27.  The second application was made in the course of the hearing. It was wished to call evidence of the contents of a book written by Professor Evans, published early this year and known to the applicant in March. The application was not reduced to writing and we did not see the book but the allegation is that the work demonstrates Professor Evans’s ill-will towards the applicant. We refused the application first on the ground of its extreme lateness, which was an important factor having regard to the allegation to be made; second on the ground that the alleged attitude of Professor Evans had already been raised at the trial and the judge had been in a position to assess, with that in mind, the lengthy evidence he had given; third on the ground that the proposed additional evidence was not, and could not be contended to be, crucial on the central issue having regard to all the material available.

    Anti-semitism and racism as motivation and association with right wing extremists

    28.  The judge recorded (9.1) that no allegation of anti-semitism or of racism had been levelled against the applicant in Denying the Holocaust. The respondents claim that the applicant’s alleged racism and anti-semitism “provide a motive for his falsification of the historical record” (9.1). No objection is made to the body of evidence on these subjects incorporated into the judgment (9.4 — 9.7). It is not necessary for present purposes to set out this evidence or even to summarise it. The judge was justified in saying (13.101) of the statements of the applicant recorded at 9.5 that: “His words are directed against Jews, either individually or collectively, in the sense that they are by turns hostile, critical, offensive and derisory in their references to semitic people, their characteristics and appearances.” It is common ground that the material goes “to allege motive only” (paragraph 191 of notice of appeal). The judge concluded that the “inference which … is clearly to be drawn from what Irving has said and written is that he is anti-semitic.” (13.105) The judge accepted that the applicant “is not obsessed with race” (13.108) but added that “he has on many occasions spoken in terms which are plainly racist”. In this application, the applicant does not seek to challenge those findings which go to motive only. The respondents contend that they help to explain why a military historian with much to commend him has allegedly “falsified and misrepresented the historical evidence”.

    29.  The judge also found (13.115) that the applicant had associated “to a significant extent” with named individuals who are “all right-wing extremists”. The judge concluded that the applicant’s “association with such individuals indicates in [his] judgment that Irving shares many of their political beliefs”. That finding is not challenged in this application. The main point put in issue is, I repeat, the applicant’s reputation as an historian.

    Events in the history of the Third Reich

    30.  The appellant’s historiography has been assessed by reference to a number of events in the history of the Third Reich. The Auschwitz issue featured prominently at the trial and in the submissions at this hearing. Mr Davies went so far as to say that if he failed on Auschwitz, in failing, that is, to show an arguable case that the applicant’s views were those a reputable historian could hold, the application failed. We do not hold Mr Davies to that concession though it reflects the evidence of the applicant, as recorded by the judge (7.94), that if “anyone detected holes in the roof [morgue 1 of crematorium 2], he would abandon his libel action”.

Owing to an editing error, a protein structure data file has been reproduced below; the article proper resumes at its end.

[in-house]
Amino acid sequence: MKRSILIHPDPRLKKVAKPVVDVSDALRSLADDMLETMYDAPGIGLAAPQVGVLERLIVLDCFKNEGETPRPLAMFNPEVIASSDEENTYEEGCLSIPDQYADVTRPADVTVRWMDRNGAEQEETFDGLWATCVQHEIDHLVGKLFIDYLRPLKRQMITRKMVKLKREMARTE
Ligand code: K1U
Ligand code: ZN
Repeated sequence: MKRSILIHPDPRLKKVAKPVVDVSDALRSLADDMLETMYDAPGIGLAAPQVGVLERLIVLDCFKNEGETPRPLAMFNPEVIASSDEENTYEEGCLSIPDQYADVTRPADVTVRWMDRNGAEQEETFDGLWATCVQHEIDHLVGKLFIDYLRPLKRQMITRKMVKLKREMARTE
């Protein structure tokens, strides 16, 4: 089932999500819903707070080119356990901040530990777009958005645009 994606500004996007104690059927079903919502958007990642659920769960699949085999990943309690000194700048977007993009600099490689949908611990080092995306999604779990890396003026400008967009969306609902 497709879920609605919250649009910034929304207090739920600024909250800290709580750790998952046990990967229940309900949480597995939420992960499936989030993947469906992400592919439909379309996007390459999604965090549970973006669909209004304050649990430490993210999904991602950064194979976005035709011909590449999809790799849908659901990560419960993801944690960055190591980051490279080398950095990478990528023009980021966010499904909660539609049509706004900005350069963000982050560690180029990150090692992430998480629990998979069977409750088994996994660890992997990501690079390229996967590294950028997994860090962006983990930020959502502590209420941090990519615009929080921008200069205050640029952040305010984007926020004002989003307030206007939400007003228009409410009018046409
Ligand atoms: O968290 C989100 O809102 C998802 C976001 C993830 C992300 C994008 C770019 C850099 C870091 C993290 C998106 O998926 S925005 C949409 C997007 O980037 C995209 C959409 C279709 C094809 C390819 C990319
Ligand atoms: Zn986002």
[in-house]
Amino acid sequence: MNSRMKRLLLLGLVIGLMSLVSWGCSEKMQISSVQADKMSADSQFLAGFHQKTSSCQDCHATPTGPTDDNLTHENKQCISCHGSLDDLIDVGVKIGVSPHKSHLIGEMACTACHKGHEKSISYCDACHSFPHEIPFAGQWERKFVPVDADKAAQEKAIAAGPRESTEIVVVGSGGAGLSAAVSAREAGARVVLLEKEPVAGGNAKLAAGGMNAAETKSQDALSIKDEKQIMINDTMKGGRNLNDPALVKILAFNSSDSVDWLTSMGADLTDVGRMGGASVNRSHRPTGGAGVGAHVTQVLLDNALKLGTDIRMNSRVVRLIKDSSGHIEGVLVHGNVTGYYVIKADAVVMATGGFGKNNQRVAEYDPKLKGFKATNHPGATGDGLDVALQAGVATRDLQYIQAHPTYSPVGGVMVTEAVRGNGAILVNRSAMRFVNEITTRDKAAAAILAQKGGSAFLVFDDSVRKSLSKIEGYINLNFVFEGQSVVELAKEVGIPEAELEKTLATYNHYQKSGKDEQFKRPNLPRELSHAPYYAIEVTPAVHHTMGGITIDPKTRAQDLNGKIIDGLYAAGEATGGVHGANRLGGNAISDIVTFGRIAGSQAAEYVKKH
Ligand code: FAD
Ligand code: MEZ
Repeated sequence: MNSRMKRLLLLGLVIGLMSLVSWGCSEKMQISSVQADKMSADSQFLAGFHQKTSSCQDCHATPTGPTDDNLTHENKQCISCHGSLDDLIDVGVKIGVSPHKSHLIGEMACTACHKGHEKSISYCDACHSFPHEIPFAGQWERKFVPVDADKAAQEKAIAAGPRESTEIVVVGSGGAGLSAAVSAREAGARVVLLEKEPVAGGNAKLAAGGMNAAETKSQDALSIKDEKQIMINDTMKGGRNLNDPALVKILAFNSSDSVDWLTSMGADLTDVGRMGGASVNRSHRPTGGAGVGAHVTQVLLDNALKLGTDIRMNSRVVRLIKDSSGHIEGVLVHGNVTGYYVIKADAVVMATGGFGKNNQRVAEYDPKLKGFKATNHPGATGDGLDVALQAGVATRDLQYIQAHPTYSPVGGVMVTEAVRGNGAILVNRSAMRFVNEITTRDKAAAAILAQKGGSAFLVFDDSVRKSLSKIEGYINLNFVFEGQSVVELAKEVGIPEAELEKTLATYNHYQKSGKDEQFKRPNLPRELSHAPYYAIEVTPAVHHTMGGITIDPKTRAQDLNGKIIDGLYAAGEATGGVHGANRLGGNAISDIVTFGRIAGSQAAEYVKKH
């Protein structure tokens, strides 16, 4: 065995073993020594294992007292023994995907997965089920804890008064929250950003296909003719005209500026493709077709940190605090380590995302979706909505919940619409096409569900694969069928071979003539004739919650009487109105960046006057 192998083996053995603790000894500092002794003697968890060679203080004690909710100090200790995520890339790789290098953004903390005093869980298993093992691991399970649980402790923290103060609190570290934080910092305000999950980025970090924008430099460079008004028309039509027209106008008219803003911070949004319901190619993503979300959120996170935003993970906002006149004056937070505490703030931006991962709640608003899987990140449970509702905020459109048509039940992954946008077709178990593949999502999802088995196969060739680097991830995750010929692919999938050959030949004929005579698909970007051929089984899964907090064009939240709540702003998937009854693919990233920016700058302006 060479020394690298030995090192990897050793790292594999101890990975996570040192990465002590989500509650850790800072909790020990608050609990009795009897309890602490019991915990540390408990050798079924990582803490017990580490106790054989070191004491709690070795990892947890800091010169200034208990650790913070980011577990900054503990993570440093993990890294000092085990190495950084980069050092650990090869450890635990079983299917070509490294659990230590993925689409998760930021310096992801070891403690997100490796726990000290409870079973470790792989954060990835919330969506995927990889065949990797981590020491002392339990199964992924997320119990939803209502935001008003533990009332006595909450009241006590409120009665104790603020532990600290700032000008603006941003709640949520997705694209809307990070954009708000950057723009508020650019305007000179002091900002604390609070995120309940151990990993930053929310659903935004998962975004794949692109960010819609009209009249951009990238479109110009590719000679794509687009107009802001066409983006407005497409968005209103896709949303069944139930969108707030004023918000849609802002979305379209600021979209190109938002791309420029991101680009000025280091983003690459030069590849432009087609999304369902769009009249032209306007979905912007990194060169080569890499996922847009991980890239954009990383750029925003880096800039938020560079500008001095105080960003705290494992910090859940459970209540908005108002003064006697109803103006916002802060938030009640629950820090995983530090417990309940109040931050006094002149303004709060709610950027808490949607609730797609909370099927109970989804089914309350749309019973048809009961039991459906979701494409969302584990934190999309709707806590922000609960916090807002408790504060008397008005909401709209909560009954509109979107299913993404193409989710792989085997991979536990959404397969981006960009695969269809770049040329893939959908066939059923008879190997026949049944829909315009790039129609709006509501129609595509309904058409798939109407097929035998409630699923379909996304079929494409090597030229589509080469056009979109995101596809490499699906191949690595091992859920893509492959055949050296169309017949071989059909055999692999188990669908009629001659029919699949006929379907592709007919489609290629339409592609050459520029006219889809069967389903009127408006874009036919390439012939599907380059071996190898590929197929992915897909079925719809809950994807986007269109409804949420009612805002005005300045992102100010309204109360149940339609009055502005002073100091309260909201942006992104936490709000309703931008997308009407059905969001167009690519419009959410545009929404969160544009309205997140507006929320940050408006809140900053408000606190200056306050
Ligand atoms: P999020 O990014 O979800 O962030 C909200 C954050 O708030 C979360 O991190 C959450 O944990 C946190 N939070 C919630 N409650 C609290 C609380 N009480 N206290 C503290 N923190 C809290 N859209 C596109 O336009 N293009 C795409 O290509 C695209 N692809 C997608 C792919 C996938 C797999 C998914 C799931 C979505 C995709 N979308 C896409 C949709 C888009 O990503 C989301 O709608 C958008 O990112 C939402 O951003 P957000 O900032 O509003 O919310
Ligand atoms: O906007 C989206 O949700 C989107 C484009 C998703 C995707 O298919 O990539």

31.  It is not to diminish the importance of the scale and scope of the Auschwitz issue in human terms when we say that we prefer to take a more general view of the applicant’s historiography. An overall view must be taken and that requires consideration of his published views in relation to the events in issue as a whole before a conclusion is reached. The allegation that the applicant was an “apologist for Hitler” and had the purpose of “exonerating Hitler” in any event requires consideration of issues other than the extent of gassing at Auschwitz. We concentrate on those events which have been specifically advanced by Mr Davies at this hearing and the conclusions the judge had reached upon them.


    32.  A striking feature of this aspect of the case was that evidence and submissions as to what happened at Auschwitz included a consideration of views currently held, that is held at the time of the trial. It is striking because of the emphasis otherwise placed on behalf of the applicant on the contents of his books being assessed on the basis of evidence available at the time of publication. Having made that submission strongly, Mr Davies accepts that, in relation to Auschwitz, the respondents can succeed if they establish that, at any point in time, including the time of the trial, the applicant has adopted a position so contrary to the evidence as to be perverse. On this issue, evidence was given by both sides on the basis of evidence currently available. It is accepted that the applicant modified his position in the course of the trial.

    33.  The judge’s conclusion (13.91) was:

    “Having considered the various arguments advanced by Irving to assail the effect of the convergent evidence relied on by the Defendants, it is my conclusion that no objective, fair-minded historian would have serious cause to doubt that there were gas chambers at Auschwitz and that they were operated on a substantial scale to kill hundreds of thousands of Jews.”

    34.  Mr Davies submits that, having set out the correct test at paragraphs 13.3 and 13.4, the judge set out the wrong test at paragraph 13.70 when considering this issue: